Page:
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Politics: Hillicon Valley — Amazon draws COVID scrutiny

You won't believe the treasures found in construction sites

  You won't believe the treasures found in construction sites Tank Williams explains why the Dallas WR should have a spot on your roster vs. the Chiefs.

[HBO] HD. 'Minimum Viable Product.' (Series Premiere) Computer programmer Richard finds himself courted by two major Silicon Valley investors. After binge watching the show and completing all episodes within several days I was disappointed when I discovered that the series was canceled. After showing several episodes to some friends one mentioned how it was very similar to Silicon Valley (I don't have cable so I don't keep up with newer HBO content as a general rule).

Shop COVID -19 test kits. Ships from and sold by Amazon .com. FREE Shipping on orders over .00. Trillion Dollar Coach: The Leadership Playbook of Silicon Valley 's Bill Campbell. by Eric Schmidt Hardcover.

Today is Tuesday. Welcome to Hillicon Valley, detailing all you need to know about tech and cyber news from Capitol Hill to Silicon Valley. Subscribe here: thehill.com/newsletter-signup.

Hillicon Valley — Amazon draws COVID scrutiny © getty Hillicon Valley — Amazon draws COVID scrutiny

Follow The Hill's cyber reporter, Maggie Miller (@magmill95), and tech team, Chris Mills Rodrigo (@millsrodrigo) and Rebecca Klar (@rebeccaklar_), for more coverage.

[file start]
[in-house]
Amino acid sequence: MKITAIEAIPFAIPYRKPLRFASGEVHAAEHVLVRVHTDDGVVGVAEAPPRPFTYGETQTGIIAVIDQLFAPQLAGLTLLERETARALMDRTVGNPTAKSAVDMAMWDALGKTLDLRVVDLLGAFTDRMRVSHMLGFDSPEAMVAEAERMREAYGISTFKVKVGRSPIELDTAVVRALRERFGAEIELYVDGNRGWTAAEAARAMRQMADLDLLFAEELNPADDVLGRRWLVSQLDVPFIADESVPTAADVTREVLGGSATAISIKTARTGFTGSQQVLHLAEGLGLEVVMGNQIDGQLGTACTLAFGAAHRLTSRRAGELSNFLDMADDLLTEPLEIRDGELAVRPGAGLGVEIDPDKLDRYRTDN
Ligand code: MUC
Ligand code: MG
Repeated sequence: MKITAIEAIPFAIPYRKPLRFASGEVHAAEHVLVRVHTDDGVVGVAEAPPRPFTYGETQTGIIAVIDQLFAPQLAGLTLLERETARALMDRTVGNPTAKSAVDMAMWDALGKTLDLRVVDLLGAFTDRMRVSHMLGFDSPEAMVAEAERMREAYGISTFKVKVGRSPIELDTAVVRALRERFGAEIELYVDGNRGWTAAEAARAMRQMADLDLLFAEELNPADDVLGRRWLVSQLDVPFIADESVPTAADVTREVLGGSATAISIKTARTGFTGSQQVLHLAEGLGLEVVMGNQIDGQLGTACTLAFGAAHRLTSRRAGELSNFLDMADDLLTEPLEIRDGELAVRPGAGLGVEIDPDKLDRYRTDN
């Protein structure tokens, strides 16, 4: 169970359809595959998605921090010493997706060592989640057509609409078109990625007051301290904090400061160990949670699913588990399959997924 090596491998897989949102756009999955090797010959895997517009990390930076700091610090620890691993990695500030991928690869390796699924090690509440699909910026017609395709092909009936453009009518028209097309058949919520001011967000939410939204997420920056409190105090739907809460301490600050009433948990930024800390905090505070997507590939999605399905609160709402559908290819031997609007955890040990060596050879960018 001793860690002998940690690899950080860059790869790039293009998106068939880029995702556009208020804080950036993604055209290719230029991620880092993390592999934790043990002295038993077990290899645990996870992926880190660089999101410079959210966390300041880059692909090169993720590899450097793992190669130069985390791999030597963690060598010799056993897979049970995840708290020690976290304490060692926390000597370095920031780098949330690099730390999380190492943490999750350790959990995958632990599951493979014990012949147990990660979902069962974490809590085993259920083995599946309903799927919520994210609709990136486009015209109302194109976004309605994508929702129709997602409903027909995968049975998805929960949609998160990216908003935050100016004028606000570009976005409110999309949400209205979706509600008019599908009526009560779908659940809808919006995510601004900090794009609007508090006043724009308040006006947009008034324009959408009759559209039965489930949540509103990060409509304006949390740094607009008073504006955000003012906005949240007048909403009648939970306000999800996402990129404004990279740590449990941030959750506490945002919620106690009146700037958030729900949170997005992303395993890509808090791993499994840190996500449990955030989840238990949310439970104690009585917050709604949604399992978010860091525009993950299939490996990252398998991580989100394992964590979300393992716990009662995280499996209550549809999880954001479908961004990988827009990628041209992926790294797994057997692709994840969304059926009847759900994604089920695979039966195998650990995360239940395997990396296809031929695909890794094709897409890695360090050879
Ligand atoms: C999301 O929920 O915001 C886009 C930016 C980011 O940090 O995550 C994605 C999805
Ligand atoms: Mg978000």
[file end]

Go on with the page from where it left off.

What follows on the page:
A new analysis of Amazon injury reporting to OSHA found a massive discrepancy between publicly announced and officially recorded COVID-19 case numbers, leading labor groups to call for a federal investigation.

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  Washington Nationals sued by ex-employees over vaccine firing The Washington Nationals are being sued by two former employees who were fired for refusing to comply with the team’s COVID-19 vaccine mandate. Lawrence (Larry) Pardo and Brad Holman were pitching coaches in the Nats’ organization. The two refused to get the COVID-19 vaccine for religious reasons and were fired by the Nats as a result. The team instituted a mandate on Aug. 12 that went into effect on Sept. 10, leading to the firing of both men.Now the two have filed a lawsuit against the club, TMZ Sports reports.

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Of the of the 130,468 deaths registered as official COVID deaths since the start of the pandemic, only 3,783 are directly attributable to the virus alone. “ All the other Italians who lost their lives had from between one and five pre-existing diseases. Of those aged over 67 who died, 7% had more than three co-morbidities, and 18% at least two,” writes Young. “According to the Institute, 65.8% of Italians who died after being infected with Covid were ill with arterial hypertension (high blood pressure), 23.5% had dementia, 29.3% had diabetes, and 24.8% atrial fibrillation. Add to that, 17.4% had lung problems

Meanwhile, the sixth and final individual involved in a multimillion cryptocurrency scheme was sentenced to prison and given a hefty fine, while Twitter announced a new policy that will ban users from sharing images or videos of private individuals without their consent.

Let's jump into the news.

Amazon accused of underreporting cases

  Hillicon Valley — Amazon draws COVID scrutiny © Provided by The Hill

A coalition of labor groups released a report calling on federal officials to investigate Amazon over allegedly underreporting cases of COVID-19 at its warehouses.

Despite admitting that almost 20,000 workers contracted the coronavirus in 2020, the report claims the e-commerce giant only reported 27 cases of "respiratory conditions" to federal regulators.

Hillicon Valley